Crum’s bull ready for skinning and caping; Crum holds the skull of his bull on the family cattle ranch. Courtesy of Ridge Crum / Outdoor Life
It was the third day of Ridge Crum’s bowhunt when the bull finally showed.
Crum, 27, was hunting alone in a small, elevated blind over a waterhole on his family’s cattle ranch, which lies near the massive Cibola National Forest. It was Sept. 21, the second phase of New Mexico’s Unit 17 archery elk season. Crum had been hunting this bull since 2021.
“I have a history with this bull,” Crum tells Outdoor Life. “Two years ago I had him at 40 yards, but just couldn’t get a shot at him. Two days later I saw him at 250 yards, but he was headed back up to the mountains in the Cibola.”
The waterhole, and the mountain beyond it where the bull was living. Ridge Crum
Crum didn’t see the bull at all last year, but neither did many other hunters. The bull was living on National Forest ground at about 10,000 feet for much of the season and remained elusive.
The first two days Crum’s 2023 bowhunt went much the same way as his 2022 season. But this year, at least, he knew the bull was back on the ranch. It had shown up on trail camera photos near this watering hole, which is a prime spot for all kinds of game on the ranch.
On the third afternoon of Crum’s hunt, he climbed into the blind around 2 p.m.
“I changed tactics a bit on Sept. 21 going into the waterhole,” says Crum, a nonresident who lives in Lakeland, Tennessee, where he owns an active-wear clothing company called Rough Out. “Instead of driving near the waterhole, I decided to walk in along a low drainage area about one mile to get to the blind.”
Crum sat in the blind for several hours without seeing elk. But at 6 p.m. things changed.
Crum sits beside the big 8×8. Courtesy of Ridge Crum
“I heard a bull bugle far away, then a bit later, another bugle closer to me,” he says. “The bull bugled a third time and I knew he was even closer. Then he bugled a fourth time, and I looked out to the waterhole and saw a cow.”
The cow was leading a herd of about a dozen other elk—all cows, and one small spike. Then the giant bull elk Crum had been looking for stepped into view.
“He was unmistakable, and I started shaking while grabbing my bow,” Crum says. “It all happened very fast. He got to about 60 yards, but there were so many cows around him it was impossible to get a clear shot. I was hyper-focused when he moved closer, and knew I’d only have one opportunity to take the bull … I waited a couple minutes watching him, and finally he nudged the cows out of the way, and I could draw my bow, aim, and take a shot.”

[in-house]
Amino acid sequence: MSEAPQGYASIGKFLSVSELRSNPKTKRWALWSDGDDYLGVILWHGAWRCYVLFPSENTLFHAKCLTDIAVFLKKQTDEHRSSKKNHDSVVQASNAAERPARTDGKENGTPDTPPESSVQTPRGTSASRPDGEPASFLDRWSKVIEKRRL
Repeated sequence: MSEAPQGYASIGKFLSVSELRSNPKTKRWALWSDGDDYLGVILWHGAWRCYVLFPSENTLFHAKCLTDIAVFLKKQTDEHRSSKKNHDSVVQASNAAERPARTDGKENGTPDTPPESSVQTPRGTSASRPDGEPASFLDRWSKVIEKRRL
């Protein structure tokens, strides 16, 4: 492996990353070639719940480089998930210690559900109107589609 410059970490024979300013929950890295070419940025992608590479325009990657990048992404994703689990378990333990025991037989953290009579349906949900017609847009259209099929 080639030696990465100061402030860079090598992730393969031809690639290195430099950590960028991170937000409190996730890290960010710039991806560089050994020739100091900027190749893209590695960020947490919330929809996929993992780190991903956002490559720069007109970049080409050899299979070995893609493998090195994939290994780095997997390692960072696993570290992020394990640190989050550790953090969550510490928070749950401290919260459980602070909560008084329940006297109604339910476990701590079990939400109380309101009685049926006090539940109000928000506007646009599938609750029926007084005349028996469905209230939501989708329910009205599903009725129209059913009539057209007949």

The bull, loaded on the trailer. Courtesy of Ridge Crum
The arrow slipped behind the elk’s shoulder at 41 yards. He was hunting with a Mathews V3 and a 2-inch, 2-blade 100-grain expandable Rage broadhead; the arrow just penetrated the hide of the elk’s opposite shoulder.
“At the shot all the cows scattered, but milled around the waterhole, while the bull ran off about 80 yards,” Crum saiys “Then he turned around and stared at the water hole and the cows. Then he staggered a bit and bedded down.”
Crum never lost sight of the bull and watched him carefully through binoculars. The elk stood once but bedded down again and expired. The harem returned to the waterhole to drink, so Crum stayed in the blind until dark and contacted his dad, Kelly. Kelly arrived at about 8 p.m. with the ranch manager, Donny, and Crum’s buddy, Colton Cunningham.
“When they pulled up, we all walked up to the bull, with flashlights on him, and it was just an incredible moment. Once in a lifetime.”
Loading the estimated 800-pound animal was a back-breaker for the four men. But eventually they got it into the truck and returned to the ranch, where they hung, skinned, and caped it.
Cunningham rough-scored the elk at 436 1/8-inches; the current New Mexico nontypical archery elk record is a 420 7/8 inch bull, according to Pope and Young Club records. Crum hopes the 8×8 will be scored as a nontypical elk after the 60-day drying period is up, although the bull could be classified as a typical given its relatively symmetrical frame, and therefore become subject to deductions. The largest hunter-killed typical archery elk in New Mexico measured 398 7/8 inches, and was taken in 2004.
The Crums after wrestling the elk onto the meat pole. Courtesy of Ridge Crum
Regardless of whether it becomes a new state record, Crum is thrilled with the bull. He’s fielded some accusations on social media of a high-fence hunt and other criticism.
“Our place is cattle ranch, not a high fence operation, and it wasn’t a paid guided hunt,” he says. “The ranch fence has no bearing on elk coming and going as they please … I’m blessed this great bull came off the mountain, jumped our fence, came to the waterhole and I was ready for him.”
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